Tulsa Police's meth fighting efforts paying dividends
Thursday, September 9th 2004, 10:04 am
By: News On 6
The way the budget is with the Tulsa Police Department lately, every penny counts. The department is getting some financial help from an unexpected source, meth money.
As News on 6 crime reporter Lori Fullbright explains, that money comes from a combination of a new law and a big bust.
When Oklahoma passed a law that said medicines containing pseudoephedrine must only be sold at pharmacies and then only two boxes at a time and only after showing an ID and signing your name. Some police officers were skeptical that it would actually cut down on the meth problem. Both those skeptics are not supporters.
The number of labs in Tulsa has dropped by 45%. Tulsa Police Cpl Mike Parsons: "It's made it more difficult because now they can only buy a limited amount and once they purchase that amount legitimately, they have to go out of state, so it makes it more difficult."
Fewer labs are good for public safety, but it's also good for the police department's budget. It costs $3,000 to clean up an average lab. Fewer labs to clean means less overtime to be paid, much less, which is like money in the bank.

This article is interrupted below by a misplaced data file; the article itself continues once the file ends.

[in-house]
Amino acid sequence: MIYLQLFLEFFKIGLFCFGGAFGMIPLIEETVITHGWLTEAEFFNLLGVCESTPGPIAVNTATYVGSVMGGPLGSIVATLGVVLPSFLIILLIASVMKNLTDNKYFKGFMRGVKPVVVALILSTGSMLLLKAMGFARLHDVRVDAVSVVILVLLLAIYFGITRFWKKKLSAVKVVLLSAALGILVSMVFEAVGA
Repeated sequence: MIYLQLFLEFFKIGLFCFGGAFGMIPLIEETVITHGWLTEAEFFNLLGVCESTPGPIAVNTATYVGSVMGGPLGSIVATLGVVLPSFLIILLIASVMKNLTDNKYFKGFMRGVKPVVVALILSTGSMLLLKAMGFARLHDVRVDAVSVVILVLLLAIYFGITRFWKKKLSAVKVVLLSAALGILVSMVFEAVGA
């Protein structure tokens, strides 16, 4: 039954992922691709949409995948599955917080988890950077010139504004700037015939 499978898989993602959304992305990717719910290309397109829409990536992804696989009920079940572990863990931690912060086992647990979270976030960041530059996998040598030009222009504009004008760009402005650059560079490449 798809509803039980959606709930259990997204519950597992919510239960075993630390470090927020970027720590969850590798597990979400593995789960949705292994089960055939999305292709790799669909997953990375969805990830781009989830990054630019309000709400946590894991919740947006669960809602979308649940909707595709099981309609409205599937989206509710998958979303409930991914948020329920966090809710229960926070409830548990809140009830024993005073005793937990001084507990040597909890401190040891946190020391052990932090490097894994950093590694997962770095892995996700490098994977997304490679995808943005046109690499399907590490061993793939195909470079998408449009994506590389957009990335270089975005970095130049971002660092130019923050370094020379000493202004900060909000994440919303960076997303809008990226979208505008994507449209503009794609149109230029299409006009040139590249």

While meth labs and meth cooks are a problem, they're not the big players. Those are the companies selling chemicals and lab equipment. A recent undercover investigation shut down the biggest player of all, Allied Chemical, the largest supplier to meth labs in the nation and it was in Tulsa, Oklahoma. "They had two sets of prices. One for the people who were buying the chemicals for legitimate purchases and another for people buying it to manufacture methamphetamine."
The feds seized the company's cash and is splitting it up between the agencies that helped work the case. Tulsa's cut is more than $100,000, which is more money in the bank since it can only be spent on police related expenses.
While Tulsa Police are glad we're having fewer labs, they don't expect it to be long before we see a new trend, either the meth cooks find a way around the new law or they start hooking up with Mexican drug traffickers who sell ice, which is meth that's 100% pure, unlike the meth sold here that is 60%-80% pure.
Stopping meth is important for all of us because there is a direct correlation between the people who do meth and violence. They're the folks doing robberies, burglaries, assaults and abusing children.